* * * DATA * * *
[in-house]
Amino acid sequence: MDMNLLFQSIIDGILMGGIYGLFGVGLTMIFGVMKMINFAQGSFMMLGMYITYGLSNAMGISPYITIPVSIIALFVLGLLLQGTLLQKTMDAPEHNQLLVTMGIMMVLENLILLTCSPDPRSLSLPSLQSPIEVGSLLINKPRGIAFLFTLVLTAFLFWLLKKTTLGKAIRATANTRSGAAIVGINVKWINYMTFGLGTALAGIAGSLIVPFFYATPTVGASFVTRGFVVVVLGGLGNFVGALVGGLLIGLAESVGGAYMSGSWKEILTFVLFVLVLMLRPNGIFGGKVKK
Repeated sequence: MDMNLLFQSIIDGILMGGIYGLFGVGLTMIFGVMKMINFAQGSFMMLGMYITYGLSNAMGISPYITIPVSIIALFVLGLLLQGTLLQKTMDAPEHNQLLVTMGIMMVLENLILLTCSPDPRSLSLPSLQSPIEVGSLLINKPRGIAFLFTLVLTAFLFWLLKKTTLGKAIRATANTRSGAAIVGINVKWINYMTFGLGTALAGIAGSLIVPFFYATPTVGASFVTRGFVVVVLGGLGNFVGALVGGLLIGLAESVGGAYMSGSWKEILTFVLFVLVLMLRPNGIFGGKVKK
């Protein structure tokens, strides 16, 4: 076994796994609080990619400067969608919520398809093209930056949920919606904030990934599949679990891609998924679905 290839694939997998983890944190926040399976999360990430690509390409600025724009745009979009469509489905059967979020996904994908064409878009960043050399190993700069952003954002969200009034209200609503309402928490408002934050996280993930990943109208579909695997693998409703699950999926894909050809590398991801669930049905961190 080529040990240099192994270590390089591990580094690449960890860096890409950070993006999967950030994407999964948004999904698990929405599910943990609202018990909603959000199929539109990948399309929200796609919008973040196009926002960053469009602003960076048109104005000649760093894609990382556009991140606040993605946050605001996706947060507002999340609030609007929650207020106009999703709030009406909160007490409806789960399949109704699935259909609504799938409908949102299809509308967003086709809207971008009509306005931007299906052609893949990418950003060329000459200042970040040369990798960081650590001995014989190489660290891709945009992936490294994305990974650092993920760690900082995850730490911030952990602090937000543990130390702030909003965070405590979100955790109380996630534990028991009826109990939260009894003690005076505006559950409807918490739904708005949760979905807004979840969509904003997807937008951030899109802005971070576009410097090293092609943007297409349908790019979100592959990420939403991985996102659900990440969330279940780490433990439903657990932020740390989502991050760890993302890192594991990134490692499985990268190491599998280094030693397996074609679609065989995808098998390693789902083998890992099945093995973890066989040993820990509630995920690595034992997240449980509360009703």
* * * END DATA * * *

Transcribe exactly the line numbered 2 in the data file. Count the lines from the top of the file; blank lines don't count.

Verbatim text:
Amino acid sequence: MDMNLLFQSIIDGILMGGIYGLFGVGLTMIFGVMKMINFAQGSFMMLGMYITYGLSNAMGISPYITIPVSIIALFVLGLLLQGTLLQKTMDAPEHNQLLVTMGIMMVLENLILLTCSPDPRSLSLPSLQSPIEVGSLLINKPRGIAFLFTLVLTAFLFWLLKKTTLGKAIRATANTRSGAAIVGINVKWINYMTFGLGTALAGIAGSLIVPFFYATPTVGASFVTRGFVVVVLGGLGNFVGALVGGLLIGLAESVGGAYMSGSWKEILTFVLFVLVLMLRPNGIFGGKVKK